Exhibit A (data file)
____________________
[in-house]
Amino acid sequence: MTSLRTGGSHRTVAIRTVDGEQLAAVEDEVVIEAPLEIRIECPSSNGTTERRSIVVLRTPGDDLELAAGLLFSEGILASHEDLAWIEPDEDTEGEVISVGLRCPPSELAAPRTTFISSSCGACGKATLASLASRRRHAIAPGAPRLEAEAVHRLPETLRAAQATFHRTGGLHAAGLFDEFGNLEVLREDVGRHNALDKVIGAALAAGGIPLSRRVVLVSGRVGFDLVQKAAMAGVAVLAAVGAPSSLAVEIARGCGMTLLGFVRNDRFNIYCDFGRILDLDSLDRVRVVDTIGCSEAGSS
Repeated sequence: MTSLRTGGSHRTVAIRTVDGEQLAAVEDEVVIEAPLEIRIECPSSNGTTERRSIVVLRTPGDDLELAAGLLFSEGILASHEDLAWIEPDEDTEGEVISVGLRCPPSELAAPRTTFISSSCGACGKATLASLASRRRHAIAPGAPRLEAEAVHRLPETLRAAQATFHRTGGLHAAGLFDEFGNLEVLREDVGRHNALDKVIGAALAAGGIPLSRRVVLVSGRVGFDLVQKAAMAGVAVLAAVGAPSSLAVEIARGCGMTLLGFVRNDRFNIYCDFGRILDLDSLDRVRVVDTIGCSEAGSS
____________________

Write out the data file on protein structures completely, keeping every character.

[in-house]
Amino acid sequence: MTSLRTGGSHRTVAIRTVDGEQLAAVEDEVVIEAPLEIRIECPSSNGTTERRSIVVLRTPGDDLELAAGLLFSEGILASHEDLAWIEPDEDTEGEVISVGLRCPPSELAAPRTTFISSSCGACGKATLASLASRRRHAIAPGAPRLEAEAVHRLPETLRAAQATFHRTGGLHAAGLFDEFGNLEVLREDVGRHNALDKVIGAALAAGGIPLSRRVVLVSGRVGFDLVQKAAMAGVAVLAAVGAPSSLAVEIARGCGMTLLGFVRNDRFNIYCDFGRILDLDSLDRVRVVDTIGCSEAGSS
Repeated sequence: MTSLRTGGSHRTVAIRTVDGEQLAAVEDEVVIEAPLEIRIECPSSNGTTERRSIVVLRTPGDDLELAAGLLFSEGILASHEDLAWIEPDEDTEGEVISVGLRCPPSELAAPRTTFISSSCGACGKATLASLASRRRHAIAPGAPRLEAEAVHRLPETLRAAQATFHRTGGLHAAGLFDEFGNLEVLREDVGRHNALDKVIGAALAAGGIPLSRRVVLVSGRVGFDLVQKAAMAGVAVLAAVGAPSSLAVEIARGCGMTLLGFVRNDRFNIYCDFGRILDLDSLDRVRVVDTIGCSEAGSS